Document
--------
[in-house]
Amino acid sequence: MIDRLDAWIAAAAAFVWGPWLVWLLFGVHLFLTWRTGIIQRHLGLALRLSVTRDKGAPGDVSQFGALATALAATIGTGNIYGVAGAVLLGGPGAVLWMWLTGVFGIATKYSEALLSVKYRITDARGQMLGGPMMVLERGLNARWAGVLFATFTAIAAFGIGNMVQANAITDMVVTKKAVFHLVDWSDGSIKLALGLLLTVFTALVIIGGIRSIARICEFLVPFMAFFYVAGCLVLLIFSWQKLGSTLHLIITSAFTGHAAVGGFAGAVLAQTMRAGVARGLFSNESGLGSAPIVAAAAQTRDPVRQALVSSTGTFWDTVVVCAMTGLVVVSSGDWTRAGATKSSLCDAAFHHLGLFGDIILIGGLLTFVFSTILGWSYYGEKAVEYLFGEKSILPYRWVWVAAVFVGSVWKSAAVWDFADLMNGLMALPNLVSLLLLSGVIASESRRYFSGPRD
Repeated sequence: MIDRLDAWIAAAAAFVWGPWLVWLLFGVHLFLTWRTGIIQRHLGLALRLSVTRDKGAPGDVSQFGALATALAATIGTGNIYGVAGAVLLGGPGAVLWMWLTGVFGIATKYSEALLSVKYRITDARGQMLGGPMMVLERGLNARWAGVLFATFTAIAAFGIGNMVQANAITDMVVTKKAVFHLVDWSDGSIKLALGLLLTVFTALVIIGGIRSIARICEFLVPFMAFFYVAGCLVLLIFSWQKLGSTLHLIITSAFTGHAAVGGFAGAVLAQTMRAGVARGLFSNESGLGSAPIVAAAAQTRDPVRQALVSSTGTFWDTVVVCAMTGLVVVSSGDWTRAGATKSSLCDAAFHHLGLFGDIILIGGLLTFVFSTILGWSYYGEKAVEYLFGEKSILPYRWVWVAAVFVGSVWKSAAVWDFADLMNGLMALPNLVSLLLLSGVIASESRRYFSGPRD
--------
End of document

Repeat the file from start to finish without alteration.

[in-house]
Amino acid sequence: MIDRLDAWIAAAAAFVWGPWLVWLLFGVHLFLTWRTGIIQRHLGLALRLSVTRDKGAPGDVSQFGALATALAATIGTGNIYGVAGAVLLGGPGAVLWMWLTGVFGIATKYSEALLSVKYRITDARGQMLGGPMMVLERGLNARWAGVLFATFTAIAAFGIGNMVQANAITDMVVTKKAVFHLVDWSDGSIKLALGLLLTVFTALVIIGGIRSIARICEFLVPFMAFFYVAGCLVLLIFSWQKLGSTLHLIITSAFTGHAAVGGFAGAVLAQTMRAGVARGLFSNESGLGSAPIVAAAAQTRDPVRQALVSSTGTFWDTVVVCAMTGLVVVSSGDWTRAGATKSSLCDAAFHHLGLFGDIILIGGLLTFVFSTILGWSYYGEKAVEYLFGEKSILPYRWVWVAAVFVGSVWKSAAVWDFADLMNGLMALPNLVSLLLLSGVIASESRRYFSGPRD
Repeated sequence: MIDRLDAWIAAAAAFVWGPWLVWLLFGVHLFLTWRTGIIQRHLGLALRLSVTRDKGAPGDVSQFGALATALAATIGTGNIYGVAGAVLLGGPGAVLWMWLTGVFGIATKYSEALLSVKYRITDARGQMLGGPMMVLERGLNARWAGVLFATFTAIAAFGIGNMVQANAITDMVVTKKAVFHLVDWSDGSIKLALGLLLTVFTALVIIGGIRSIARICEFLVPFMAFFYVAGCLVLLIFSWQKLGSTLHLIITSAFTGHAAVGGFAGAVLAQTMRAGVARGLFSNESGLGSAPIVAAAAQTRDPVRQALVSSTGTFWDTVVVCAMTGLVVVSSGDWTRAGATKSSLCDAAFHHLGLFGDIILIGGLLTFVFSTILGWSYYGEKAVEYLFGEKSILPYRWVWVAAVFVGSVWKSAAVWDFADLMNGLMALPNLVSLLLLSGVIASESRRYFSGPRD